No robots though.



posted on Mar, 1 2017 @ 09:36 AM
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All of the automation/machinery for slicing and dicing has been perfected in the food canning and packaging industries for many years, so you can toss that idea that one needs a human for that. Amazon has nearly perfected the warehousing and shipping aspect, just add refrigeration and robot accessibility there and you have an automated grocery store. Self driving trucks and cars are already here on a limited level...

...Make a refrigerator that the robot can access, a space where the cookware can be accessed by the same robot, along with a dishwasher to clean the dishes and the cook surface between there somewhere...A robot to get your groceries and cart it out to a self driving car that delivers it right to your delivery chute with a conveyor that takes it right inside your house to your kitchen bot...

How many jobs did we just eliminate?.

Why do we have an obesity epidemic here?.

I'll be out near your chute to intercept your groceries to carry out to my homeless camp because I will be seriously underemployed or unemployed like a lot of the rest of you....Just Kidding.

I'll be squatting somewhere in the mountains with my AR and a shovel to bury anyone who tries to run me off.



posted on Mar, 1 2017 @ 09:37 AM
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a reply to: Sillyolme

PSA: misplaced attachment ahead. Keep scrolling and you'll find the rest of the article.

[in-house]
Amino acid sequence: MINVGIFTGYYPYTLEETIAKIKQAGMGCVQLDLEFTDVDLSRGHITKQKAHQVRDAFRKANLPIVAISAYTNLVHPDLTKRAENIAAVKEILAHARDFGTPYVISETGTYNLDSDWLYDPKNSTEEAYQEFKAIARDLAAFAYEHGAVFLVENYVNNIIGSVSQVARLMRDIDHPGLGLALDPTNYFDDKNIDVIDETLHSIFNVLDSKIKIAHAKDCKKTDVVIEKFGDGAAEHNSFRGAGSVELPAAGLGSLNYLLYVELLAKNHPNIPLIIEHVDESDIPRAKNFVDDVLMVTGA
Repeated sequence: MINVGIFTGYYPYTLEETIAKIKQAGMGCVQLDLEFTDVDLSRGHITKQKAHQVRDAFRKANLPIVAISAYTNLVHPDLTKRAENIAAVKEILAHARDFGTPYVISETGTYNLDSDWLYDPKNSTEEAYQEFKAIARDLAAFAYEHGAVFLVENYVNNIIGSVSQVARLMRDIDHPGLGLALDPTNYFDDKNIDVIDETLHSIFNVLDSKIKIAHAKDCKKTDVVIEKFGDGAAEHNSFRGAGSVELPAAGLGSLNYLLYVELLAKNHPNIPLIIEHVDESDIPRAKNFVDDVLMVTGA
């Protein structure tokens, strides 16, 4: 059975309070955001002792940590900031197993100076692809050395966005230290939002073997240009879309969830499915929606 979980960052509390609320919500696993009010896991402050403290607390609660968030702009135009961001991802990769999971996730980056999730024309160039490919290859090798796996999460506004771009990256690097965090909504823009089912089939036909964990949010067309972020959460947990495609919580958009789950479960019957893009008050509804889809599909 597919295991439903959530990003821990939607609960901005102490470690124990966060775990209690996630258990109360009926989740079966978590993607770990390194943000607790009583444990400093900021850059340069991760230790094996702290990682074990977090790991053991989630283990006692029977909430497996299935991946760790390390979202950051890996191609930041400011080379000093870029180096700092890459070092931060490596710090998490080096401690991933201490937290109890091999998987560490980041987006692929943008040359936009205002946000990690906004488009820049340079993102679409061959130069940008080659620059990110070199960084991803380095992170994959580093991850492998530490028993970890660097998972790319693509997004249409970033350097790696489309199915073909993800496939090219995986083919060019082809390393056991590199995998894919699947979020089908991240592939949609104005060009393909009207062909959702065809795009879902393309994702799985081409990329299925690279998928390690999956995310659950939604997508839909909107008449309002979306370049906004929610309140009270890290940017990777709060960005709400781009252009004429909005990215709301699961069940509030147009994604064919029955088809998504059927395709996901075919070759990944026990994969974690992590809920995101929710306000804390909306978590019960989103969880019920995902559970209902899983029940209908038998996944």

The robot part was the ordering system.



posted on Mar, 1 2017 @ 09:37 AM
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a reply to: Aazadan

Man...I remember when "Pong" was first introduced in steak houses in the seventies. A table with a super simple computer game built into it. But man we thought it was the bomb. It was the teeny tiny tip of the iceberg.



posted on Mar, 1 2017 @ 09:37 AM
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originally posted by: Aazadan

originally posted by: Edumakated
This is what happens when you try to force businesses to pay wages higher than what the market demands. In that article, it says each kiosk cost about $15k. If you are a restaurant owner, the return on investment is a no brainer. You could recoup your initial investment in less than a year.


Businesses were going to move to kiosks anyways, it's been in the works for years. It has nothing to do with a push for $15/hour. Even at the current minimum wage, they're much more economical.


There is always progression through technology. However, the one factor that always limits it is return on investment. When you have a situation where there is wage inflation combined with technology getting cheaper, it is going to speed up how quickly those jobs get replaced. My point is the pressure from social groups has made implementing these technologies much more urgent for businesses.

The thing about many low skilled and low wage jobs though is that often times they were cheap enough where businesses didn't necessarily feel pressure to eliminate that cost. Dollar for dollar, people generally rather deal with a person. However, there is only so much premium a businesses is going to be willing to pay for that luxury.



posted on Mar, 1 2017 @ 09:47 AM
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originally posted by: MyHappyDogShiner
a reply to: Sillyolme

The robot part was the ordering system.


Quite right. They had everything including the coupon code and my name when I drove up.